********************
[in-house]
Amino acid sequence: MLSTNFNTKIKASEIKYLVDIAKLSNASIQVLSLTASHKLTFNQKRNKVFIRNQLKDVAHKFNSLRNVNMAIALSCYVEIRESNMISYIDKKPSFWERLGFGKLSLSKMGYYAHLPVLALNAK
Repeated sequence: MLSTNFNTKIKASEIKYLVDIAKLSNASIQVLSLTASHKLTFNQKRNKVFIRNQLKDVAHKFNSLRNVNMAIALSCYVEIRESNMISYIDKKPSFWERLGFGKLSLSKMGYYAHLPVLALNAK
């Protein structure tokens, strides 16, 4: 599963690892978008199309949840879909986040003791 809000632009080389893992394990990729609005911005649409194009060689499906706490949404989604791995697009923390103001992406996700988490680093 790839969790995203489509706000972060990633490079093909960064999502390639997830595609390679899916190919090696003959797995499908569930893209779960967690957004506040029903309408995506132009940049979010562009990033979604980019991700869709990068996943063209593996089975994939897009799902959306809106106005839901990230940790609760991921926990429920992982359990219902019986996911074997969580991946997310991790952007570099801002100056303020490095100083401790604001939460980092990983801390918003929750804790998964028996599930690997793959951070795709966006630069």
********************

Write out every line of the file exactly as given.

[in-house]
Amino acid sequence: MLSTNFNTKIKASEIKYLVDIAKLSNASIQVLSLTASHKLTFNQKRNKVFIRNQLKDVAHKFNSLRNVNMAIALSCYVEIRESNMISYIDKKPSFWERLGFGKLSLSKMGYYAHLPVLALNAK
Repeated sequence: MLSTNFNTKIKASEIKYLVDIAKLSNASIQVLSLTASHKLTFNQKRNKVFIRNQLKDVAHKFNSLRNVNMAIALSCYVEIRESNMISYIDKKPSFWERLGFGKLSLSKMGYYAHLPVLALNAK
């Protein structure tokens, strides 16, 4: 599963690892978008199309949840879909986040003791 809000632009080389893992394990990729609005911005649409194009060689499906706490949404989604791995697009923390103001992406996700988490680093 790839969790995203489509706000972060990633490079093909960064999502390639997830595609390679899916190919090696003959797995499908569930893209779960967690957004506040029903309408995506132009940049979010562009990033979604980019991700869709990068996943063209593996089975994939897009799902959306809106106005839901990230940790609760991921926990429920992982359990219902019986996911074997969580991946997310991790952007570099801002100056303020490095100083401790604001939460980092990983801390918003929750804790998964028996599930690997793959951070795709966006630069």